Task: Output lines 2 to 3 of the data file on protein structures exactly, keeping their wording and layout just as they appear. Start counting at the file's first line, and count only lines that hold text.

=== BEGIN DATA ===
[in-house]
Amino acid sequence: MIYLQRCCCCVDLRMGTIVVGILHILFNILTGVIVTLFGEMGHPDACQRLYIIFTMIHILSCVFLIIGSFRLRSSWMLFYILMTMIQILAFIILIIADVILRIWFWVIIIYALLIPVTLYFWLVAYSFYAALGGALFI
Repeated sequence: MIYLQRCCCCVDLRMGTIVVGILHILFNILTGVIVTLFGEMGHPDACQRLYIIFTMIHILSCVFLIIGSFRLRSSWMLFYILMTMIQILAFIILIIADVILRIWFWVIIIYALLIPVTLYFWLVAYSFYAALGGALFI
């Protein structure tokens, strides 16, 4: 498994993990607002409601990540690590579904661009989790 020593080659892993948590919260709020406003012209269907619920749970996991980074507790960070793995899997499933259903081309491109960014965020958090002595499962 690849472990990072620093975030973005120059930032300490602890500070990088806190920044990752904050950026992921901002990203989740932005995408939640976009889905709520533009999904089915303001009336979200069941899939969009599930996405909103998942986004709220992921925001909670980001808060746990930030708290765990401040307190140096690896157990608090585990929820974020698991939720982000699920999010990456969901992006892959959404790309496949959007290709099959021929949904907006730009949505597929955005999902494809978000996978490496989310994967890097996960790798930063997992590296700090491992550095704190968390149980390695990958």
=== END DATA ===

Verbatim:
Amino acid sequence: MIYLQRCCCCVDLRMGTIVVGILHILFNILTGVIVTLFGEMGHPDACQRLYIIFTMIHILSCVFLIIGSFRLRSSWMLFYILMTMIQILAFIILIIADVILRIWFWVIIIYALLIPVTLYFWLVAYSFYAALGGALFI
Repeated sequence: MIYLQRCCCCVDLRMGTIVVGILHILFNILTGVIVTLFGEMGHPDACQRLYIIFTMIHILSCVFLIIGSFRLRSSWMLFYILMTMIQILAFIILIIADVILRIWFWVIIIYALLIPVTLYFWLVAYSFYAALGGALFI